Scottish rent costs rocket amid the very idea of Rent Controls

by Property118.com News Team

10:52 AM, 1st March 2018
About 3 years ago

Scottish rent costs rocket amid the very idea of Rent Controls

Make Text Bigger
Scottish rent costs rocket amid the very idea of Rent Controls

44% of Scottish tenants saw their rent costs rise in January, a considerable contrast to the national average of 19%, ARLA Propertymark reveals.

The findings come following the introduction of the new Private Rented (Tenancies) (Scotland) Act on 1st December 2017, highlighting a market reaction to indefinite tenancies and the potential for rent controls.

David Cox, Chief Executive, ARLA Propertymark comments:

“Rent controls have a history of dramatically deteriorating property conditions as landlords struggle to meet mortgage payments in addition to maintenance costs. However, it seems the very idea of these controls – and open-ended tenancies – is now affecting rent prices for tenants; in anticipation, landlords are raising rents to make sure they can make ends meet, should they be introduced.

“It’s now been two full months since this form of new Private Residential Tenancy came into force in Scotland and while in December, just over a third 36% of agents witnessed rent hikes, January’s results show a much larger swing.

“For the sake of the Scottish rental sector we hope this isn’t a growing trend, but while rent controls are on the agenda, it’s just a waiting game to gauge how the market reacts”

Comments

Jay James

18:04 PM, 1st March 2018
About 3 years ago

Reply to the comment left by Ken Smith at 01/03/2018 - 12:08
Having come to this website just very recently, you seem hell bent on creating as bad an impression as possible of landlords.

Ken Smith

10:39 AM, 2nd March 2018
About 3 years ago

http://www.thisismoney.co.uk/money/buytolet/article-5423439/Buy-let-crunch-landlords-sell-hike-rents.html

This ARLA report shows just how much the government are going to have to be careful what they wish for.

18% more demand by new renters and 8% less supply as a result of retreating landlords. That's just in one year. That's in a market where demand was already massive, and supply slowly dwindling.

The gap is going to be incredibly big when the docile, couldn't-care-less, landlords out there (who dont know the impact of S.24 etc until they get their tax bills) realise what is happening. They will exit pretty sharpish I reckon. If this trend continues then masses of those who cant afford deposits and who have to rent will be stumped (most renters now) .

If demand for any commodity had a supply gap of 26% year-on-year - then suppliers would be ramping up their prices. The ramping up in this industry will be needed anyway, regardless of this report, owing to S.24 - which will hit many, plus the anticipation of other costly future legislation.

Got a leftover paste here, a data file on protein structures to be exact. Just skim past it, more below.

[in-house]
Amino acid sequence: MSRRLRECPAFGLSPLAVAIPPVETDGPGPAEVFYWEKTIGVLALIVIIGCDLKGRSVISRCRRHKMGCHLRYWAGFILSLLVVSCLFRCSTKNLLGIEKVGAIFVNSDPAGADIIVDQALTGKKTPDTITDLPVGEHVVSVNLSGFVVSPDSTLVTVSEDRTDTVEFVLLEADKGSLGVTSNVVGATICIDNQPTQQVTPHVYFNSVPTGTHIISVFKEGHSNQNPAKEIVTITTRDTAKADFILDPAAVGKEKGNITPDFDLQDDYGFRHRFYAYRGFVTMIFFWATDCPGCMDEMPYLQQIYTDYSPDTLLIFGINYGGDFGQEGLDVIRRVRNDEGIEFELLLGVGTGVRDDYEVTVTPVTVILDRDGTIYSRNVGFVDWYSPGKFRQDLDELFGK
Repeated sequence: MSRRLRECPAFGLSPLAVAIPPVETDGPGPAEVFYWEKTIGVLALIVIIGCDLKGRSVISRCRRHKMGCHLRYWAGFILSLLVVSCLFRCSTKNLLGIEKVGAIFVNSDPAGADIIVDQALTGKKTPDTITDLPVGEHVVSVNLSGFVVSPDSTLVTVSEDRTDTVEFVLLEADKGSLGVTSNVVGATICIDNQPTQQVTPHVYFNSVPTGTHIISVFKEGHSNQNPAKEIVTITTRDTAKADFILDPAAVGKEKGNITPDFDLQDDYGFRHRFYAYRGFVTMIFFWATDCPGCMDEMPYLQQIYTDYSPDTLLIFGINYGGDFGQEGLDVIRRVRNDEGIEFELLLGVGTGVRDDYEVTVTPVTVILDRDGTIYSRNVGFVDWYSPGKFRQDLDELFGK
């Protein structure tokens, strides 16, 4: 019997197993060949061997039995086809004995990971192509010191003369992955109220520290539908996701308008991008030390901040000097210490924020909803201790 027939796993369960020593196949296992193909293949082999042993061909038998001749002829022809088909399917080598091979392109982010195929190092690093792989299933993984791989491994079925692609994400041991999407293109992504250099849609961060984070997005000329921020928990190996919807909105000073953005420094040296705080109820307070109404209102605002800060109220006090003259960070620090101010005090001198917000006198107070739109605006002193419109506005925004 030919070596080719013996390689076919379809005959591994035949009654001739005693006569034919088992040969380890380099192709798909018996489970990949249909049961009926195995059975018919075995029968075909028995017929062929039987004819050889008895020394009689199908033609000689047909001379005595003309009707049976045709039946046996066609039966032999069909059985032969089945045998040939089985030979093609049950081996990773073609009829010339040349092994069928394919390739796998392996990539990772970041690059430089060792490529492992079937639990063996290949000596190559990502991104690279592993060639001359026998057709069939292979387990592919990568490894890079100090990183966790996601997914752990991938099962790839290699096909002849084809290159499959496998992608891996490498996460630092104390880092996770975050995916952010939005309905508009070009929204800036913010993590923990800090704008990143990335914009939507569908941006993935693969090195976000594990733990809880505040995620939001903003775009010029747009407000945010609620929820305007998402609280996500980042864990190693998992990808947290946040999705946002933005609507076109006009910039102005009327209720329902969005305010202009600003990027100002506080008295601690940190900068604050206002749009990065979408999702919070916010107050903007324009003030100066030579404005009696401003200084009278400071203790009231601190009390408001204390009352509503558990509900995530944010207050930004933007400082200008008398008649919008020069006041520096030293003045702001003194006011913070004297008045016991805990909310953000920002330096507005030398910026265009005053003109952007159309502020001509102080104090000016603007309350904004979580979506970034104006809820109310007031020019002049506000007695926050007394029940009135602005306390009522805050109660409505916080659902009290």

A classic study into the unintended consequences of vote-catching, crowd-pleasing legislation. Throw into the mix the banks attitude towards us - and the nation has the perfect storm.

My point - put your rents up - and condition your tenants that this is the new normal every single year. Unless they are stupid, and ignore the news, they will be expecting it anyway, but they will never call you up to ask when you are putting the rent up.

This is an example of landlords collective value to the nation. the sooner the government and population realise it - the better it will be for them.

AA

11:14 AM, 2nd March 2018
About 3 years ago

With the vilification and war on landlords from every conceived angle possible if you are the bogeyman in the dock of a kangaroo court you may as well play the part. Ian, sadly I think you are out of touch. Society defines us and no matter how good you are, as far as norms are concerned we are all scumbag landlords.

Ian Narbeth

12:20 PM, 2nd March 2018
About 3 years ago

Reply to the comment left by AA at 02/03/2018 - 11:14
AA
The tenants we have certainly don't think of us like that. We often get complimentary remarks and favourable comparison to other landlords. As for being out of touch, I am being prudent in not boasting about evicting tenants. I have had to issue proceedings, obtain CCJs and evict tenants as many landlords have to.

My concern with Mr Smith's comments is that landlords should not give those people and groups who think of us as scumbags free ammunition. What is out of touch about that?

If you think things are bad now, wait until rent controls and the removal of section 21 are brought in by a Corbyn-led government. Don't give them justification.

AA

12:47 PM, 2nd March 2018
About 3 years ago

Reply to the comment left by Ian Narbeth at 02/03/2018 - 12:20
I also get compliments and most of my rentals are word of mouth. When I advertise I let prospective tenants speak to my current tenants in my absence to let them freely express whether I have been a good landlord. The tenants that are moving on are under no obligation to say anything positive - they are leaving. Its a good feeling and great for the ego but it adds up to squat in the final analysis. The legislators did not legislate on a model of a good landlord. They decided to throw the baby out with the bath water. I have never chased the top end of the rent levels. Lower rent = more suitable tenants to choose from. But if your hand is forced .... One of my tenants has objected to a rent rise basis I do not need the money !. The following problems are of no concern or interest to the tenant - maintenance, s24, mortgage, compliance etc.. If it was not a cold business before it certainly is now. Corbyn has nothing on Sturgeon !

H B

17:43 PM, 2nd March 2018
About 3 years ago

Reply to the comment left by Ken Smith at 02/03/2018 - 10:39
"The gap is going to be incredibly big when the docile, couldn't-care-less, landlords out there (who dont know the impact of S.24 etc until they get their tax bills) realise what is happening. They will exit pretty sharpish I reckon. If this trend continues then masses of those who cant afford deposits and who have to rent will be stumped (most renters now) ."

Who's been buying all of the properties that you've been selling?

Ken Smith

18:41 PM, 2nd March 2018
About 3 years ago

Reply to the comment left by H B at 02/03/2018 - 17:43
Hi HB

Your question prompted me to do an analysis.